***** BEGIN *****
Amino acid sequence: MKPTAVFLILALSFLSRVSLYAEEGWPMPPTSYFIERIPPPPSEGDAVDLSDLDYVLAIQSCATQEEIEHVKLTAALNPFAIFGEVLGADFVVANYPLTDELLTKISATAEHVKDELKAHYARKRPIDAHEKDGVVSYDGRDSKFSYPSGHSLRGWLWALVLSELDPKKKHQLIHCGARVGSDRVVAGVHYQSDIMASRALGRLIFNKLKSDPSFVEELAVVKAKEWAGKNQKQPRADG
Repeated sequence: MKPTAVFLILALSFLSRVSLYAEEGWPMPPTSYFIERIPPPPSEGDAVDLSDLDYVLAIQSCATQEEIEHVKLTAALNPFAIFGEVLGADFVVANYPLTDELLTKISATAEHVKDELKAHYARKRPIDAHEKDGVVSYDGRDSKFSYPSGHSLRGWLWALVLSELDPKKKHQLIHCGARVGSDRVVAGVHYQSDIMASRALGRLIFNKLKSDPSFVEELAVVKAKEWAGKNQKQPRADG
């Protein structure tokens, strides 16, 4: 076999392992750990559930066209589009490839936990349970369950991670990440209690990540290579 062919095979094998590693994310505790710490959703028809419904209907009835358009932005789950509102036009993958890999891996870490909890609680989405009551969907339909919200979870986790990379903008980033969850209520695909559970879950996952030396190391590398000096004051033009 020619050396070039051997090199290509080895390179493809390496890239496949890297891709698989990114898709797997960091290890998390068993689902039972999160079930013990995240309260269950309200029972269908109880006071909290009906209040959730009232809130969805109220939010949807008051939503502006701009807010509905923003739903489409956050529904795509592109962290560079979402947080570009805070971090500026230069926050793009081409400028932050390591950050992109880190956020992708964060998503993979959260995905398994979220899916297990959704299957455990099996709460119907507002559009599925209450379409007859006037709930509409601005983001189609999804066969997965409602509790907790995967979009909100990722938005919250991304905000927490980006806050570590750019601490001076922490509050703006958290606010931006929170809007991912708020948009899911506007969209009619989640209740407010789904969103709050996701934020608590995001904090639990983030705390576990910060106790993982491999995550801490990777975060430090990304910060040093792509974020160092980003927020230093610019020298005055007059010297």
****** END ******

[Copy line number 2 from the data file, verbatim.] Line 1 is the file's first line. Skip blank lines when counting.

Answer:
Repeated sequence: MKPTAVFLILALSFLSRVSLYAEEGWPMPPTSYFIERIPPPPSEGDAVDLSDLDYVLAIQSCATQEEIEHVKLTAALNPFAIFGEVLGADFVVANYPLTDELLTKISATAEHVKDELKAHYARKRPIDAHEKDGVVSYDGRDSKFSYPSGHSLRGWLWALVLSELDPKKKHQLIHCGARVGSDRVVAGVHYQSDIMASRALGRLIFNKLKSDPSFVEELAVVKAKEWAGKNQKQPRADG